The personality type Nine corresponds to Jung's introverted sensation type.
(Si dom) Jung describes what we would regard as average to unhealthy Nines, people who maintain their peacefulness and connection with others not as they are, but through an idealization of them. The other person may feel "devalued," as Jung says, for the following reasons:
...he may be conspicuous for his calmness and passivity, or for his rational self-control [especially, for example, if the Nine has a One-wing]. This peculiarity, which often leads a superficial judgment astray, is really due to his unrelatedness to objects. Normally the object is not consciously devalued in the least, but its stimulus is removed from it and immediately replaced by a subjective reaction no longer related to the reality of the object. This naturally has the same effect as devaluation. Such a type can easily make one question why one should exist at all...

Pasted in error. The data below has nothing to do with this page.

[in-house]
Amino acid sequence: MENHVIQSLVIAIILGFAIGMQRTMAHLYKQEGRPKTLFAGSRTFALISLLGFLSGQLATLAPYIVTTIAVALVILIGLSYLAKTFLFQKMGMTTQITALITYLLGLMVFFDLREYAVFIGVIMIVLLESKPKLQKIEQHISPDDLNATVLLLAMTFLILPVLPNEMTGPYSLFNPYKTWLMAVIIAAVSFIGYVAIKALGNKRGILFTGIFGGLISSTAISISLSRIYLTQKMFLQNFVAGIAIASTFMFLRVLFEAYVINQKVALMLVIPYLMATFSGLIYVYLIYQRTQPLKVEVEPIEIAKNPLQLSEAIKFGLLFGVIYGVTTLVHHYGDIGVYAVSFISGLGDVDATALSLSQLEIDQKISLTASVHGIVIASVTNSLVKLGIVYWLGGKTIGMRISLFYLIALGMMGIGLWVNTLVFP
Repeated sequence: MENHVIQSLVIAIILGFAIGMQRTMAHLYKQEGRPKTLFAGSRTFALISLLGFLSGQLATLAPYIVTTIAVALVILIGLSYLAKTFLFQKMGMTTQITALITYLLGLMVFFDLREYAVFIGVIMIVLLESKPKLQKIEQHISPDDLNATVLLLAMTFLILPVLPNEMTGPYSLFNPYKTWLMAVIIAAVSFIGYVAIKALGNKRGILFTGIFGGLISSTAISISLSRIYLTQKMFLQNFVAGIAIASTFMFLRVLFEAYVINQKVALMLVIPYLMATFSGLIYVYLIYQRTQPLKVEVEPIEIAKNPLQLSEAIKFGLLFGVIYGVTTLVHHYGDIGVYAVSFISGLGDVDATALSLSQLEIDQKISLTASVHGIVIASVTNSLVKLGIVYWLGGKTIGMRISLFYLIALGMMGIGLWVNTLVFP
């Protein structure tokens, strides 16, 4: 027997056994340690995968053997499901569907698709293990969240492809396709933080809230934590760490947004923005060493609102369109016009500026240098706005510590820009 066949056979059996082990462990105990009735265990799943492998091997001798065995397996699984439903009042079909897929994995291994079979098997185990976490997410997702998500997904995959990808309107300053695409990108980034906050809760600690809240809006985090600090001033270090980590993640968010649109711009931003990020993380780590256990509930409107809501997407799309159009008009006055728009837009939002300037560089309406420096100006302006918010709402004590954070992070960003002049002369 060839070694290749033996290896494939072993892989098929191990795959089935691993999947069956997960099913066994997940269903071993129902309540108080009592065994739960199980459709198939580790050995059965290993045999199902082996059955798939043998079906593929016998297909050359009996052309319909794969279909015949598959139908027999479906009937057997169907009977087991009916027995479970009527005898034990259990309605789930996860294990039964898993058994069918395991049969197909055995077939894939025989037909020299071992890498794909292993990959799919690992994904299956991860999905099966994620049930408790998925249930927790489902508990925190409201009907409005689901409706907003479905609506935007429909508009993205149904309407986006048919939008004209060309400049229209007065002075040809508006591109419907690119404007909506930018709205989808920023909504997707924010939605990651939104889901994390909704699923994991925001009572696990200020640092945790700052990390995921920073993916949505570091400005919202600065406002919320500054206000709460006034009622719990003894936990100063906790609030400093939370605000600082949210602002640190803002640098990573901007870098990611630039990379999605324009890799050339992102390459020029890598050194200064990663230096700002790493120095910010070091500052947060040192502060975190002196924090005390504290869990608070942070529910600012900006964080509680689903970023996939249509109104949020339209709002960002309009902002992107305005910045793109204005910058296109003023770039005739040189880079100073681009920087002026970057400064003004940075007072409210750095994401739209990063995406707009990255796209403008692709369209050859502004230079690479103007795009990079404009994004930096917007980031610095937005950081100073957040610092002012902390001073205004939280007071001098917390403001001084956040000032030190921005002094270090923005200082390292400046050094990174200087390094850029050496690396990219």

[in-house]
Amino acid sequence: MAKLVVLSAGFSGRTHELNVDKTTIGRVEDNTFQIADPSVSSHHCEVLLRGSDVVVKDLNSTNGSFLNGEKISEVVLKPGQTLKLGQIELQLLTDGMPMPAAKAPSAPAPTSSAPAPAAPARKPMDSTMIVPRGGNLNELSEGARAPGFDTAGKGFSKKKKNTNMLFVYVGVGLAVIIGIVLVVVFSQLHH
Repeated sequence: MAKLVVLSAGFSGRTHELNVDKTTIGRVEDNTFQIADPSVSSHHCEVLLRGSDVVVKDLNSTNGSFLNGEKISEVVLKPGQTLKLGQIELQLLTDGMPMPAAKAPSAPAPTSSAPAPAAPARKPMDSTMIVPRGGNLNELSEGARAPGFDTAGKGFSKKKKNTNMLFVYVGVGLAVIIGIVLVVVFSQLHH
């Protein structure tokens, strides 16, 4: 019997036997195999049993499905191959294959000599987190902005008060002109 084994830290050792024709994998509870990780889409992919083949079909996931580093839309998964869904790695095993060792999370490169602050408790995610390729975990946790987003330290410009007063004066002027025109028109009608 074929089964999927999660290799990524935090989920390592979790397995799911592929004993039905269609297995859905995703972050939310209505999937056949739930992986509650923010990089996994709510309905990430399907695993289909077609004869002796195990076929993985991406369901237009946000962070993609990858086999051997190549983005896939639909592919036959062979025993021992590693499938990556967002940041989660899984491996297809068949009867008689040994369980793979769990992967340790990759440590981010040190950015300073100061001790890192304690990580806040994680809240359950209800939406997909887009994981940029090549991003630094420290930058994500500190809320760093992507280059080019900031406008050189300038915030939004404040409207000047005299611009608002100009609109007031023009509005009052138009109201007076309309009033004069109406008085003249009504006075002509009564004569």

Seen from the outside, it looks as though the effect of the object did not penetrate into the subject at all. This impression is correct inasmuch as a subjective content does, in fact, intervene from the unconscious and intercept the effect of the object. The intervention may be so abrupt that the individual appears to be shielding himself directly from all objective influences... If the object is a person, he feels completely devalued, while the subject has an illusory conception of reality, which in pathological cases goes so far that he is no longer able to distinguish between the real object and the subjective perception... Such action has an illusory character unrelated to objective reality and is extremely disconcerting. It instantly reveals the reality-alienating subjectivity of this type. But when the influence of the object does not break through completely, it is met with well-intentioned neutrality, disclosing little sympathy yet constantly striving to soothe and adjust. The too low is raised a little, the too high is lowered, enthusiasm is damped down, extravagance restrained, and anything out of the ordinary reduced to the right formula—all this in order to keep the influence of the object within the necessary bounds. In this way the type becomes a menace to his environment because his total innocuousness is not altogether above suspicion. In that case he easily becomes a victim of the aggressiveness and domineeringness of others. Such men allow themselves to be abused and then take their revenge on the most unsuitable occasions with redoubled obtuseness and stubbornness. (C. G. Jung, Psychological Types, 396-397.)